There were a few artists and IP owners walking the show looking for information (the work we saw ranged from bad to wow), and a fair number of agents, some of whom used to exhibit but now are “freelancing” it and hoping to meet with the attendees coming to our section. Not as many as Surtex, but it’s even more difficult to justify at this show since virtually 100% of the exhibitors are licensors. (Unless you are doing some consulting work but I can assure you most of these are not.)
And then there were the pictures – not those being displayed but those being taken. The show had No Photography signs up but the camera in all its forms is now ubiquitous in our world, and everywhere you looked someone was taking a shot. Phones, I-pads, big and small digitals, they were everywhere. One girl walked right up and shot our booth while we were in a meeting and then hurried away – I chased her down and had her delete it but could see she had a camera full of booth images. I think by the end of the show most everybody had surrendered and pretty much ignored it. (Although we did hear that Disney made the attendees at their early unveiling put all their devices into sealed envelopes – but they can do that ‘cause they’re Disney…)

Just one more sign that we are making our way in a new world out there.


Surtex was a good show this year, and you likely have heard that by now because it seems to be trumpeted from every platform in the industry. I do not recall seeing this kind of buzz continue this long AFTER a show, and while it was a good one I am not sure that it was in the record setting category. But what the heck – we’ll take it. There has been some interesting back and forth on a couple of forums between newer exhibitors who are excited about the show results and some veterans who are suggesting that the real measure of the show won’t be apparent for months. As far as I’m concerned they are BOTH right, inasmuch as there is a right or wrong to it.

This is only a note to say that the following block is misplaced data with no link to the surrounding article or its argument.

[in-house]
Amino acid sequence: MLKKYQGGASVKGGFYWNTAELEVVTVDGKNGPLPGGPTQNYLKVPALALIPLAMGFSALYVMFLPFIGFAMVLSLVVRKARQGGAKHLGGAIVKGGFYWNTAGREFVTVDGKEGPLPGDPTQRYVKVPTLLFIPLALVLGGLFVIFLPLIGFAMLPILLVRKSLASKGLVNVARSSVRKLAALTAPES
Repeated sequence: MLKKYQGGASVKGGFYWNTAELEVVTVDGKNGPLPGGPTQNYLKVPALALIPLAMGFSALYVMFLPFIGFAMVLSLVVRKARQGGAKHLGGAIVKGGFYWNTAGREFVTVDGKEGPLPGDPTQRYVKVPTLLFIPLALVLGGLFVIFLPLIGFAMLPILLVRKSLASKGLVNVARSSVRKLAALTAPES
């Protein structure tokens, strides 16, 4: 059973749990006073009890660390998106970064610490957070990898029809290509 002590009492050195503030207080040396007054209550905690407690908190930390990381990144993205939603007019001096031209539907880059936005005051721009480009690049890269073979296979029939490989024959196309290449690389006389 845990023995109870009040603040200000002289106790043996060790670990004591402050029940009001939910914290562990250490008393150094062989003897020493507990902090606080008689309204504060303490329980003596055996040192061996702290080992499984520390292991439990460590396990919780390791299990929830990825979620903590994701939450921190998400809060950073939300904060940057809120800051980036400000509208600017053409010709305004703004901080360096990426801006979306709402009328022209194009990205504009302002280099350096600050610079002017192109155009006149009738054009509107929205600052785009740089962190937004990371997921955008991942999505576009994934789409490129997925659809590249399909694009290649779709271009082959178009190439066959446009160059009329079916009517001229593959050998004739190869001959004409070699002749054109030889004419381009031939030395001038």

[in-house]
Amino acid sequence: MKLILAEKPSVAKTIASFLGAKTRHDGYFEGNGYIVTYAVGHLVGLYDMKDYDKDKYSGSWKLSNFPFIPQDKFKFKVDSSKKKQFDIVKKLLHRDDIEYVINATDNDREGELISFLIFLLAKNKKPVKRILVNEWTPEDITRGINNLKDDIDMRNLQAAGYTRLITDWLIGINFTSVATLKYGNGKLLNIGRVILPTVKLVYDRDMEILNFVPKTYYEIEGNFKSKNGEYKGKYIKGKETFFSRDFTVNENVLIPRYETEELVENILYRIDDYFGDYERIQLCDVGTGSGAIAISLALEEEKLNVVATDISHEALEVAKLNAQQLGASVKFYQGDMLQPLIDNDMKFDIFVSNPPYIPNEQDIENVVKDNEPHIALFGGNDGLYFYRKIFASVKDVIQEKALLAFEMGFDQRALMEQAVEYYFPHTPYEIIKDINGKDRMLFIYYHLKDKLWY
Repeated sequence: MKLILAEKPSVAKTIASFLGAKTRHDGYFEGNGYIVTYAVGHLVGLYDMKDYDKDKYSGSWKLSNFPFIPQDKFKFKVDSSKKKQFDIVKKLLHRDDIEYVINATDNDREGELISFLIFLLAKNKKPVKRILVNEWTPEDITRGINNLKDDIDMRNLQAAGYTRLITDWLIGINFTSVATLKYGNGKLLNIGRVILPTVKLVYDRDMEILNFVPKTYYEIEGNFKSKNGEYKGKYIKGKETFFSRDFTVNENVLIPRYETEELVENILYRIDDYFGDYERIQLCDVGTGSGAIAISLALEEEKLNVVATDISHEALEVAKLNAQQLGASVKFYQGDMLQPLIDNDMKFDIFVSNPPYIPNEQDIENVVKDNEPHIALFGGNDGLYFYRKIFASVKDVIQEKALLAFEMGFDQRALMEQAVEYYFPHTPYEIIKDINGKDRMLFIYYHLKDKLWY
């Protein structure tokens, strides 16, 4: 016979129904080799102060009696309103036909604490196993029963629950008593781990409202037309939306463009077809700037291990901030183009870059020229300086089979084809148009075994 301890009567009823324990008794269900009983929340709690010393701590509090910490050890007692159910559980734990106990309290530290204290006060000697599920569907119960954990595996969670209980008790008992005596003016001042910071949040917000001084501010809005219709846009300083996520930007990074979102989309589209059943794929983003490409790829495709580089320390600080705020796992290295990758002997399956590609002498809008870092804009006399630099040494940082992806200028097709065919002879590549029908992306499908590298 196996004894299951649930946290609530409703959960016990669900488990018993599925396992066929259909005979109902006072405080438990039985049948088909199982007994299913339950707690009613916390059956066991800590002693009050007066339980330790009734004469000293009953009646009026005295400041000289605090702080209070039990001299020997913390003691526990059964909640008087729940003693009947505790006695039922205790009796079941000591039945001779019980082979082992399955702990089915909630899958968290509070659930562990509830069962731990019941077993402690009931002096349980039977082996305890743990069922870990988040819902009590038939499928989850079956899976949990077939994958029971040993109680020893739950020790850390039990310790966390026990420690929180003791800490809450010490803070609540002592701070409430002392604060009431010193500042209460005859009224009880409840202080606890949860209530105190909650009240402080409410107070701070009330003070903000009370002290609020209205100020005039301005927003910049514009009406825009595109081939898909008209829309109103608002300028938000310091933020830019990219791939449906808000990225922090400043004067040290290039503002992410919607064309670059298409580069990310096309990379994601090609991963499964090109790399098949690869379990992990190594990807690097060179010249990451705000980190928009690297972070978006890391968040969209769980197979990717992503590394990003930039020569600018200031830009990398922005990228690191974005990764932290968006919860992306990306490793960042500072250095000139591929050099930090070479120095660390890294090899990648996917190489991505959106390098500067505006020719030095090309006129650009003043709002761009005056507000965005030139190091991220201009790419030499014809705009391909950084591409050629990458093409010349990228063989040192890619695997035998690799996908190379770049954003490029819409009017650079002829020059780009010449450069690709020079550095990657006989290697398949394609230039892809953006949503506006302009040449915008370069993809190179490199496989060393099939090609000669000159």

It’s becoming generally accepted that it takes 2 or 3 exhibit appearances at Surtex before you can accurately judge your results. I would agree, and also suggest that a vital part of this multi-year “seeding of the market” is the improvement and evolution of both the art and the “art of presenting” that occurs over those years. Art licensing, and particularly exhibiting, is a biz that is best learned experientially – there are skills and an awareness that come from experience and it is difficult to shortcut that. The artists who do well in this business are the ones who understand the need to take the long view and keep showing up with something new – every year, every show – and even if the work doesn’t fly it will continue to build their connection with the customer.  Ronnie first exhibited at the Licensing Show back in the mid-90’s (sharing with Cathy Heck), and we first exhibited at Surtex under the Two Town moniker in 2001. When we look back at pictures of those earlier booths we are not horrified because we did the best with what we knew back then, still managed to do some good business and built upon what we learned from every show. 
Licensing Show in 2000
Surtex in 2001
Whenever you build a business (which you are) one of the primary considerations has to be how you are going to acquire customers. This is paramount – no customers, no business. There are any number of theories and methods to accomplish it but basically all revolve around proceeding through the necessary steps: awareness, interest, deliberation of action, purchase, retention. This is a process, not an event, and it goes on for as long as you are in business. No one is exempt from the continuing need to build and nurture these relationships, and believing that you will be able to bypass it just by putting up a booth at a trade show is setting yourself for a disappointment. These shows are a great tool to concentrate a lot of customers in one place for a short time, they are fast paced and exciting but be aware that the excitement (on all sides) will cool rapidly in the weeks that follow. Stay with it, let the process work and just keep building.